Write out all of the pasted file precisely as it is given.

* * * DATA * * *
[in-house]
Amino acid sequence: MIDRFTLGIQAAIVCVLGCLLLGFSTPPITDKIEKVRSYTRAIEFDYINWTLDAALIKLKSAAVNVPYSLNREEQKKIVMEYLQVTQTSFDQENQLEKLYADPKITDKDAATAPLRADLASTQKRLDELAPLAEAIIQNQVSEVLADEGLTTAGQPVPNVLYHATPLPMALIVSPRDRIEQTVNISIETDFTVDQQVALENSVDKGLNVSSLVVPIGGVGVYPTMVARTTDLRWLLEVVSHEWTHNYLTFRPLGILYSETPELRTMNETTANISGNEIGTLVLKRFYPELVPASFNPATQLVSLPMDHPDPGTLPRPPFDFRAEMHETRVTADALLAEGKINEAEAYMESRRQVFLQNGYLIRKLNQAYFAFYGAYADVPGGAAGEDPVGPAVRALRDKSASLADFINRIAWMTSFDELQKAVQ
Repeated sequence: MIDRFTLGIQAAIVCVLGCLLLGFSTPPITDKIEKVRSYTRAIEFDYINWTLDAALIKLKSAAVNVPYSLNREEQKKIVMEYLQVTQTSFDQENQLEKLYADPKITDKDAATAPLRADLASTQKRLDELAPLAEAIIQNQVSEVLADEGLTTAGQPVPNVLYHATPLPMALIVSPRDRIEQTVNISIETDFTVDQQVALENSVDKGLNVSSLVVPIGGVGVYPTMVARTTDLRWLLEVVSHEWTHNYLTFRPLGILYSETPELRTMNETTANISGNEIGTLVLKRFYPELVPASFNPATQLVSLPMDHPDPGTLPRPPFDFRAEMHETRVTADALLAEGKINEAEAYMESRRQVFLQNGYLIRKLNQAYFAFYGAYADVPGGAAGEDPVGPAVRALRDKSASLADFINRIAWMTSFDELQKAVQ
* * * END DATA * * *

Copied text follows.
[in-house]
Amino acid sequence: MIDRFTLGIQAAIVCVLGCLLLGFSTPPITDKIEKVRSYTRAIEFDYINWTLDAALIKLKSAAVNVPYSLNREEQKKIVMEYLQVTQTSFDQENQLEKLYADPKITDKDAATAPLRADLASTQKRLDELAPLAEAIIQNQVSEVLADEGLTTAGQPVPNVLYHATPLPMALIVSPRDRIEQTVNISIETDFTVDQQVALENSVDKGLNVSSLVVPIGGVGVYPTMVARTTDLRWLLEVVSHEWTHNYLTFRPLGILYSETPELRTMNETTANISGNEIGTLVLKRFYPELVPASFNPATQLVSLPMDHPDPGTLPRPPFDFRAEMHETRVTADALLAEGKINEAEAYMESRRQVFLQNGYLIRKLNQAYFAFYGAYADVPGGAAGEDPVGPAVRALRDKSASLADFINRIAWMTSFDELQKAVQ
Repeated sequence: MIDRFTLGIQAAIVCVLGCLLLGFSTPPITDKIEKVRSYTRAIEFDYINWTLDAALIKLKSAAVNVPYSLNREEQKKIVMEYLQVTQTSFDQENQLEKLYADPKITDKDAATAPLRADLASTQKRLDELAPLAEAIIQNQVSEVLADEGLTTAGQPVPNVLYHATPLPMALIVSPRDRIEQTVNISIETDFTVDQQVALENSVDKGLNVSSLVVPIGGVGVYPTMVARTTDLRWLLEVVSHEWTHNYLTFRPLGILYSETPELRTMNETTANISGNEIGTLVLKRFYPELVPASFNPATQLVSLPMDHPDPGTLPRPPFDFRAEMHETRVTADALLAEGKINEAEAYMESRRQVFLQNGYLIRKLNQAYFAFYGAYADVPGGAAGEDPVGPAVRALRDKSASLADFINRIAWMTSFDELQKAVQ